Tuesday, February 4, 2014
The Obituary Writer, by Ann Hood
This is the story of Vivian, an obituary writer in the first part of the 20th century; it's also the story of Claire, who is a "Mad Men" sort of wife of the 1960s; and finally it's the story of Vivian and Claire together. Although they are from different eras, these two women have much in common. Unfortunately for them, a lot of what they share is that they struggle with relationships and experience sadness and grief, "which never really goes away, it just changes shape."
In 1960, when Claire finds out she is pregnant, she must decide if she should stay in her loveless marriage, or leave it for her lover. Complicating her decision-making is the fact that she is not sure if her lover or her husband is the unborn child's father. Decades earlier, unmarried Vivian is also no stranger to adultery. When her married lover disappears during the 1906 San Francisco earthquake, her suffering runs deep. By becoming an obituary writer, she is able to channel her pain into helping others who are grief stricken.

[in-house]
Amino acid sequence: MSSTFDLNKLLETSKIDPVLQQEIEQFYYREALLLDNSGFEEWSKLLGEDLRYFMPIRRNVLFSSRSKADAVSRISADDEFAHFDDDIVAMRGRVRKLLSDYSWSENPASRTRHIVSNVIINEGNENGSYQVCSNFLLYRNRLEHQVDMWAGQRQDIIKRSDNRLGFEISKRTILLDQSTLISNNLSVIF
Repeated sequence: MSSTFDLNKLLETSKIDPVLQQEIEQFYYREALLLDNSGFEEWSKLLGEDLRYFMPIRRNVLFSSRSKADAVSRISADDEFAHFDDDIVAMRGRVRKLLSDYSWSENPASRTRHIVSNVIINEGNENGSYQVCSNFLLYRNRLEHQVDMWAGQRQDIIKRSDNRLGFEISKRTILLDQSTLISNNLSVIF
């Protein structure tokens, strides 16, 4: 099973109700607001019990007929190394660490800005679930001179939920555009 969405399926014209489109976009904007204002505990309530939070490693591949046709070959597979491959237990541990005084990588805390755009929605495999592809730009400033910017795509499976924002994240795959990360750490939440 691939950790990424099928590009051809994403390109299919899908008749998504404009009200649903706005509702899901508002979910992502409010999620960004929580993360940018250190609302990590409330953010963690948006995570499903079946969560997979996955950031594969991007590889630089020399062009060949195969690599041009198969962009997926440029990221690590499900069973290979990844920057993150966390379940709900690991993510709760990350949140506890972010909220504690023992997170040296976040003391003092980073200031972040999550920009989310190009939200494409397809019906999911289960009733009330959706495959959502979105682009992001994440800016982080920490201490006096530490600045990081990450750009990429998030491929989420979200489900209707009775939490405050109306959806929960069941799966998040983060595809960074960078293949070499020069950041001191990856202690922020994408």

Hood writes well and authentically about the nature of despair and coping with it. When he was young, her brother died in a freak accident, and 10 years ago her five-year-old daughter died of strep. In her previous novel The Knitting Circle, her memoir Comfort: A Journey Through Grief, and now in The Obituary Writer, Hood explores the pain of loss, which can be eased, yet never erased.
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